April 25, 2012
The Beginning of Baseball: Connie Mack
- Bats Right, Throws Right
- Height 6' 1", Weight 150 lb.
- Debut September 11, 1886
- Final Game August 29, 1896
- Born December 22, 1862 in East Brookfield, MA USA
- Died February 8, 1956 in Philadelphia, PA USA
- Inducted into Hall of Fame in 1937
Connie Mack was a catcher with the Washington Nationals. Mack later became the longtime owner and manager of the Philadelphia Athletics. As the manager of the team, he always wore a suit while in the dugout. Before becoming a manger, Mack previously played eleven seasons in the major leagues, primarily as a catcher. He led the Players League in hit-by-pitch with 20 hits in 1890. Although, Mack later managed for the Philadelphia Athletics, he never played in the major leagues for Philadelphia. Instead, he played for the Washington Nationals, the Buffalo Bisons and the Pittsburgh Pirates.
Before managing the Philadelphia Athletics, he managed the Pirates. He also managed Milwaukee for four seasons in the minors. He then became manager of the Athletics in 1901. In 1937, he became team President of the Philadelphia Athletics. Mack, at 87 became the oldest manager in major league history. He also holds the managerial record for most seasons (53), games (7,755), wins (3,731), losses (3,948), and tenure with one club (50 seasons, 1901-1950).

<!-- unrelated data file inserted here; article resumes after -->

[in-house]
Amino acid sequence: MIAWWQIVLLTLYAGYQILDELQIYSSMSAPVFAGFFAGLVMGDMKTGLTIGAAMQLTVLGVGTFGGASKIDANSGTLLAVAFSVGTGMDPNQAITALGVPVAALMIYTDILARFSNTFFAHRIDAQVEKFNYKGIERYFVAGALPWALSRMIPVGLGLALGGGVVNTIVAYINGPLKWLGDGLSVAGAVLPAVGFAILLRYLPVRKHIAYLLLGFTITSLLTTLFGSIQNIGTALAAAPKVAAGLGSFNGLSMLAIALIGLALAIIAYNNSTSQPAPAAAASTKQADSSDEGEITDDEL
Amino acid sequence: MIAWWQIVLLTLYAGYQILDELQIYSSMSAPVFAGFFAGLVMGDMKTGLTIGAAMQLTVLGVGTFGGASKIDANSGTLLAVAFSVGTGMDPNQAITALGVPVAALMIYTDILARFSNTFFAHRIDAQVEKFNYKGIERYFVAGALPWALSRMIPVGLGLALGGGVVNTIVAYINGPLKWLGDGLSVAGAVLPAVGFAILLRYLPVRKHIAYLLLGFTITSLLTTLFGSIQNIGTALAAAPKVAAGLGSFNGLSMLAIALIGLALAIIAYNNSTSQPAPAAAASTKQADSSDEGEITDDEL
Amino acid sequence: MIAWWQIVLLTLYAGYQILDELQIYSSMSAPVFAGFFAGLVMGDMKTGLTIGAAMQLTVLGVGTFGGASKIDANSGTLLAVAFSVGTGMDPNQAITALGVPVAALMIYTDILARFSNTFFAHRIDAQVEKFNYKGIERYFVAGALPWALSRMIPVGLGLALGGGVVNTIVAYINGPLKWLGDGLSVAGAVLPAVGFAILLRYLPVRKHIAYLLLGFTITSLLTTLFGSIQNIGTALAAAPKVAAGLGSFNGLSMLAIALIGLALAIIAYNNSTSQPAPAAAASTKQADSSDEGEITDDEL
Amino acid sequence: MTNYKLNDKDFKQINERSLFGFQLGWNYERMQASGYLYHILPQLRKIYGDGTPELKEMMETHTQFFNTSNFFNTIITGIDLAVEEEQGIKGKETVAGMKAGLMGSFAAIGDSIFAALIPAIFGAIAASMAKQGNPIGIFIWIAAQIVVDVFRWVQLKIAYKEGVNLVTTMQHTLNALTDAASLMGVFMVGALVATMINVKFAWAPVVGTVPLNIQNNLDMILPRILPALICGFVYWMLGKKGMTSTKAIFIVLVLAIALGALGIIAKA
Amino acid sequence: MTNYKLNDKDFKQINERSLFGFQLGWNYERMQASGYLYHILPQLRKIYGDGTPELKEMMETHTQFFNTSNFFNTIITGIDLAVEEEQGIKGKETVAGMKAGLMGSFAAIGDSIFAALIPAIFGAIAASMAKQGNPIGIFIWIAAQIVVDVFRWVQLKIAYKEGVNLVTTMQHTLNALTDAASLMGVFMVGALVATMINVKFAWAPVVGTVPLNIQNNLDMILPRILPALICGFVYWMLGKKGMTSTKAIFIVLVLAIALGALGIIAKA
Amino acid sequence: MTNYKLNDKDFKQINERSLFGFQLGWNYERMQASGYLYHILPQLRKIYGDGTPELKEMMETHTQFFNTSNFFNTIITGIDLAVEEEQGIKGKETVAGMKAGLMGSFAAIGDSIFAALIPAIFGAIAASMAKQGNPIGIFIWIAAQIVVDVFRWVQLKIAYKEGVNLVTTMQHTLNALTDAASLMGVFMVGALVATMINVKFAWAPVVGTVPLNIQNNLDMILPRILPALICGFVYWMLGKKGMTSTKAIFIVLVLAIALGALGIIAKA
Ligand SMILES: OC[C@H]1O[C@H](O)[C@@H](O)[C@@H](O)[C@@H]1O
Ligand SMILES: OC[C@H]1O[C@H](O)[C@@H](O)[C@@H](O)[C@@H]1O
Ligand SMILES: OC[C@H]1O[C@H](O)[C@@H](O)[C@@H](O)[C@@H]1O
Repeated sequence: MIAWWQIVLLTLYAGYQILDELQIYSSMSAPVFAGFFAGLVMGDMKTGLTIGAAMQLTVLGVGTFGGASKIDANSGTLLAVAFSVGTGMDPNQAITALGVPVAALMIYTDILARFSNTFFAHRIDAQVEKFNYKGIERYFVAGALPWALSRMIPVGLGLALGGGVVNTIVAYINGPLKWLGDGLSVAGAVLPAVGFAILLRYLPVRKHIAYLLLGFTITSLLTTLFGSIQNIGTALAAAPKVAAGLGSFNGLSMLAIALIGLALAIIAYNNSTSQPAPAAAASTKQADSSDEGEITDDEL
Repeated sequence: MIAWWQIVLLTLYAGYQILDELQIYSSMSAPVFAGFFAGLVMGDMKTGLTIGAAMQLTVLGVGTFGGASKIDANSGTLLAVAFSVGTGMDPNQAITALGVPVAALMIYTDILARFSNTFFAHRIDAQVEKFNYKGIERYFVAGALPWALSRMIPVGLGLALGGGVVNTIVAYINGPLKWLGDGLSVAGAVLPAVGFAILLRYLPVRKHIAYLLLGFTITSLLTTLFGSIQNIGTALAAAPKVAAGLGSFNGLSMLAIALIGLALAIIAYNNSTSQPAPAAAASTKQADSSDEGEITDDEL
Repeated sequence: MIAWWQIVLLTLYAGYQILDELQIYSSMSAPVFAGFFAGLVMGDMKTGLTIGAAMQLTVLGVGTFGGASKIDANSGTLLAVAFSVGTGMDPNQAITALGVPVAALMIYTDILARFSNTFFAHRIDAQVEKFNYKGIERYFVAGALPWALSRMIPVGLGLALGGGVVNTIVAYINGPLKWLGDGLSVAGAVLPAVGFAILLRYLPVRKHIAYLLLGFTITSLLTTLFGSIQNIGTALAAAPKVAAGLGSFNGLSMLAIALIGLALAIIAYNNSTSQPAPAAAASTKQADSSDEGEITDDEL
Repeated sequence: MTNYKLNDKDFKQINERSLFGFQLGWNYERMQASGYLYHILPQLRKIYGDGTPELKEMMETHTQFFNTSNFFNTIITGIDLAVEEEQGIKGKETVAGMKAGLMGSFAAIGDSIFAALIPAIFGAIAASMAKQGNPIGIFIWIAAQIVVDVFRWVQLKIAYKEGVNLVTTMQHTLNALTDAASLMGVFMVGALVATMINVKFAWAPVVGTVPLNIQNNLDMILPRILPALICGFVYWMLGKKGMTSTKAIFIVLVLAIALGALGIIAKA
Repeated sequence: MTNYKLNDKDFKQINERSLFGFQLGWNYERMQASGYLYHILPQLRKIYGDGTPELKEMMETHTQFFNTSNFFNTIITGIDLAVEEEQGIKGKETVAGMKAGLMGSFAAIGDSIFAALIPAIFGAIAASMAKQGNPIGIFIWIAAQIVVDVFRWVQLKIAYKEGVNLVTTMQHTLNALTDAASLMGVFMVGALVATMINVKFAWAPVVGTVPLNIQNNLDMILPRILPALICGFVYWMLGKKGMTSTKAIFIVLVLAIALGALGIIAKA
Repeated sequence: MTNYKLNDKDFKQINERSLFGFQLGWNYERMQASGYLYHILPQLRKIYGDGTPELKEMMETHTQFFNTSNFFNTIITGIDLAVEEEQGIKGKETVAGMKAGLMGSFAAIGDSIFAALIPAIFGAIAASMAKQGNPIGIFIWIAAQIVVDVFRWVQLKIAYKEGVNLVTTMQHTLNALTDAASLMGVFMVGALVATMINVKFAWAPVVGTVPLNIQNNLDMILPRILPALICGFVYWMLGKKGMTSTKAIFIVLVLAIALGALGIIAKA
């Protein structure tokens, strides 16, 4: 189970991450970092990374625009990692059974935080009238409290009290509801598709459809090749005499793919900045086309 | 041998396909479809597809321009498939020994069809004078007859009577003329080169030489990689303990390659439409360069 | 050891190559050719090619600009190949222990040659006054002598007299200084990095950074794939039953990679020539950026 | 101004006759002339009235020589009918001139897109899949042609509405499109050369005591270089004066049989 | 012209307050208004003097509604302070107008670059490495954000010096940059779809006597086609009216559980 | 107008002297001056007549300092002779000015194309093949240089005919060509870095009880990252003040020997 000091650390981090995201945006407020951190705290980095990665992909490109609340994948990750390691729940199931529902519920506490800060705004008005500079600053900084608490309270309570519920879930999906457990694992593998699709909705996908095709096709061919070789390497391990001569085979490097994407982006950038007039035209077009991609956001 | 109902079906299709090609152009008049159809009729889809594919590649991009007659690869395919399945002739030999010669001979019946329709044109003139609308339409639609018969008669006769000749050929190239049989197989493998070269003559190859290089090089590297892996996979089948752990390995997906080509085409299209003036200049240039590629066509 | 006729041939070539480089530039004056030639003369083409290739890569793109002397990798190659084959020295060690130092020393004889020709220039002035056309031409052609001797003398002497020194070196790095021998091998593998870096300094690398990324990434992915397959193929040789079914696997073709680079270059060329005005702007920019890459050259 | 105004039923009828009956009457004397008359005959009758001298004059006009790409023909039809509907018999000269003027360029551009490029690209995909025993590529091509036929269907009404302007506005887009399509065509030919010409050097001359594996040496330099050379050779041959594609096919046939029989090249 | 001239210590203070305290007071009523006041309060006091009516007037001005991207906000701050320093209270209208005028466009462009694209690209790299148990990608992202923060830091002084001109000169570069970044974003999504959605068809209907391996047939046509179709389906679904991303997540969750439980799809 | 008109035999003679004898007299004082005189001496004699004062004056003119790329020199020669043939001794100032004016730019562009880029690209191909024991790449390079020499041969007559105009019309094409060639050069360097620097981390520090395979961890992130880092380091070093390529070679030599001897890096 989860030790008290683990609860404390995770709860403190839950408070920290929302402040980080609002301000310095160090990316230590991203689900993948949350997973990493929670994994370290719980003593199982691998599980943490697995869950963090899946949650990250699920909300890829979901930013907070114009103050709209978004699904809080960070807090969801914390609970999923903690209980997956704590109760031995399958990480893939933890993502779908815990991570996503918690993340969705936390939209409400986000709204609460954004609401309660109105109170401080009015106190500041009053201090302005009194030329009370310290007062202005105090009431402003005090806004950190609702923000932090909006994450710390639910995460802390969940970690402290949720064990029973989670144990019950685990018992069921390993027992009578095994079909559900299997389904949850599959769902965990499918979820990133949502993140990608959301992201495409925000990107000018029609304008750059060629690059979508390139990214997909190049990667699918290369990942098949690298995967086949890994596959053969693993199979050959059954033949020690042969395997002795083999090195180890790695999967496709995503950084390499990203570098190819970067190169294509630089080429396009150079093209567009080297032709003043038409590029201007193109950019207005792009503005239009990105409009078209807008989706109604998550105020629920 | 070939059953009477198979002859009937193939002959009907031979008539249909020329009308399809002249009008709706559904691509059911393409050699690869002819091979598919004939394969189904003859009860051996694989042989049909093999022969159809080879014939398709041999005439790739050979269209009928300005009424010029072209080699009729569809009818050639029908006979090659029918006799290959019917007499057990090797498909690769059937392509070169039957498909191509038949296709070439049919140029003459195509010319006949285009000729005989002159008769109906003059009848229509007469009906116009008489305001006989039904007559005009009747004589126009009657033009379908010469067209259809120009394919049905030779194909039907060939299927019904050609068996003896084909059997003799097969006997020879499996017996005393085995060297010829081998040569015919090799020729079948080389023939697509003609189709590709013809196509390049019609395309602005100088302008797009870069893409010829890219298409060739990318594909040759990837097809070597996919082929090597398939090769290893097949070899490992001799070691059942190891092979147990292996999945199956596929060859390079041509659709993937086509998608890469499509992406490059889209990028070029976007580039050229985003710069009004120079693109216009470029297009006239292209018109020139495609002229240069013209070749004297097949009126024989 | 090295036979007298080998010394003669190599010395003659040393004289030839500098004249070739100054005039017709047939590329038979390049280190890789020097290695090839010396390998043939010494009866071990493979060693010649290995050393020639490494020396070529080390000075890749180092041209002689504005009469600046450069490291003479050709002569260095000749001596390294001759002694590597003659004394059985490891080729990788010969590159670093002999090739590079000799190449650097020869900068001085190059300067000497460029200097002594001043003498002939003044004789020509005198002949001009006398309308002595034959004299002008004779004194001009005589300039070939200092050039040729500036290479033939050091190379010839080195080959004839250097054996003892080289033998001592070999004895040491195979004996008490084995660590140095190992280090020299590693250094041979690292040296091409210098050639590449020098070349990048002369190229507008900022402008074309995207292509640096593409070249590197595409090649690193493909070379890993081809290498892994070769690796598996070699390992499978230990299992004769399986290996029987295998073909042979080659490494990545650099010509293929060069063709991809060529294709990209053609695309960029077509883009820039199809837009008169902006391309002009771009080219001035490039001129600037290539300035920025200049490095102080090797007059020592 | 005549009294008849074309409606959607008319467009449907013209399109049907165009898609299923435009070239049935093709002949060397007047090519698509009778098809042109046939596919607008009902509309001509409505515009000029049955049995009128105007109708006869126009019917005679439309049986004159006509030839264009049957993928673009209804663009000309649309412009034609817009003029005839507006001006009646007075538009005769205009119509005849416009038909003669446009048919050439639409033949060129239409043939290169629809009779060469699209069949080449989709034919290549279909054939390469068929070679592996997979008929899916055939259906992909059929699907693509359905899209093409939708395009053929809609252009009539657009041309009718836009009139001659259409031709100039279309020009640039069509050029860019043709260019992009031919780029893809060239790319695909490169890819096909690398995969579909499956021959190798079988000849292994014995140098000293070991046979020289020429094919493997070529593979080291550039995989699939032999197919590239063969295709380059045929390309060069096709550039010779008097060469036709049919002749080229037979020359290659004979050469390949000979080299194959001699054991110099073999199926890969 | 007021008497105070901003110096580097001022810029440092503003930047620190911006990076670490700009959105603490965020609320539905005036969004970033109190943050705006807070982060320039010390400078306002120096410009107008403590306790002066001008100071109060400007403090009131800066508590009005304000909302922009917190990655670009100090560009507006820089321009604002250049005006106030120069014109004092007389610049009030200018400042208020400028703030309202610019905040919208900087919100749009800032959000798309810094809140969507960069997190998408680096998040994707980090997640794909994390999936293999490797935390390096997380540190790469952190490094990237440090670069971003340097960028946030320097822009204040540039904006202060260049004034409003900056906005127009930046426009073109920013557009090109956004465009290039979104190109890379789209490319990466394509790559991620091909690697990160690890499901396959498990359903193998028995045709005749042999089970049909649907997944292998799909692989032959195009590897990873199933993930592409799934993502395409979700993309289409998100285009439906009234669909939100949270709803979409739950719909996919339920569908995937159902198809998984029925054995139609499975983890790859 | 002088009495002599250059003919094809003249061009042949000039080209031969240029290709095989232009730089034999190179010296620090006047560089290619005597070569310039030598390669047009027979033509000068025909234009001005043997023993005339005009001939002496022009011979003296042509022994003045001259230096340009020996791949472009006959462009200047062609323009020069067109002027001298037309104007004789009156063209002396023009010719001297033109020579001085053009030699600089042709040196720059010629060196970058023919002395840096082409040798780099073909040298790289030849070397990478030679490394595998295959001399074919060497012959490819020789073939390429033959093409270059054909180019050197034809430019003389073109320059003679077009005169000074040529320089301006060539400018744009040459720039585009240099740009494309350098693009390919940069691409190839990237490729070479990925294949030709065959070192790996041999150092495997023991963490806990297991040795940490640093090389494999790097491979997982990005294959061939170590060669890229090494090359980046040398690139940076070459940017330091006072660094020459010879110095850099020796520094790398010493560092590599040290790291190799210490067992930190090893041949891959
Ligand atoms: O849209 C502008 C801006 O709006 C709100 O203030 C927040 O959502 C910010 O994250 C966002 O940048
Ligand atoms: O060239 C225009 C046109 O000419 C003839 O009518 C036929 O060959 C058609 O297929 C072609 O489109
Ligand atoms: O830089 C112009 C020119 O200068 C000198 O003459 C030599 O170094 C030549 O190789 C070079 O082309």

His Philadelphia Athletics team would win the World Series five times. His team won the American League pennant eight times from 1905 to 1931. From1929-1931 he managed players such as Lefty Grove, Jimmie Foxx, Al Simmons, Mickey Cochrane and Max Bishop. The Great Depression hurt Mack financially and he was forced to sell many of his star players to meet other expenses. Mack lost control over the board of the Athletics, and later Jimmy Dykes would to succeed Mack as manager. Meanwhile, Mack had been grooming his son Earlefor four years to take over his job.
Bucky Harris, Washington Nationals baseball club manager, with Connie Mack, Philadelphia Athletics manager.
Connie Mack was elected to the Baseball Hall of Fame on December 7, 1937. Mack’s career as a manager would continue for 13 more years after being inducted in the Hall of Fame. Mack's son, Earle Mack, became a major league player, coach, and manager like his dad. Roy Mack, his second son, became a senior executive with the Philadelphia Athletics. His third son, Connie Mack Jr., became the Athletics' President. Mack Jr. later moved to Florida where his grandson and great grandson served as members of Congress, representing Florida.